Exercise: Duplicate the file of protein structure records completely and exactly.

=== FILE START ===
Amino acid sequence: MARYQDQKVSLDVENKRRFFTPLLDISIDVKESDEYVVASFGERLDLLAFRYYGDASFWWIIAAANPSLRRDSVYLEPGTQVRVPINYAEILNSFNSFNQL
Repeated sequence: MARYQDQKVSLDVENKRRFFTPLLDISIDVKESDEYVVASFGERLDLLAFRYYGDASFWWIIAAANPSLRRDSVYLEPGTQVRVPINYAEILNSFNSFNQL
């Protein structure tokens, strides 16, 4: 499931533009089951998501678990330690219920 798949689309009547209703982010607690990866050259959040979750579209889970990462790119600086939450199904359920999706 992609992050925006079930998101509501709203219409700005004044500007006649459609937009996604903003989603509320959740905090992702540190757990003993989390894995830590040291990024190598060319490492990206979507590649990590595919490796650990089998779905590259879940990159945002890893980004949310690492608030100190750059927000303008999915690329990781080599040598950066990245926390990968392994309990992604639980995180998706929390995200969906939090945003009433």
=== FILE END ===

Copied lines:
Amino acid sequence: MARYQDQKVSLDVENKRRFFTPLLDISIDVKESDEYVVASFGERLDLLAFRYYGDASFWWIIAAANPSLRRDSVYLEPGTQVRVPINYAEILNSFNSFNQL
Repeated sequence: MARYQDQKVSLDVENKRRFFTPLLDISIDVKESDEYVVASFGERLDLLAFRYYGDASFWWIIAAANPSLRRDSVYLEPGTQVRVPINYAEILNSFNSFNQL
């Protein structure tokens, strides 16, 4: 499931533009089951998501678990330690219920 798949689309009547209703982010607690990866050259959040979750579209889970990462790119600086939450199904359920999706 992609992050925006079930998101509501709203219409700005004044500007006649459609937009996604903003989603509320959740905090992702540190757990003993989390894995830590040291990024190598060319490492990206979507590649990590595919490796650990089998779905590259879940990159945002890893980004949310690492608030100190750059927000303008999915690329990781080599040598950066990245926390990968392994309990992604639980995180998706929390995200969906939090945003009433």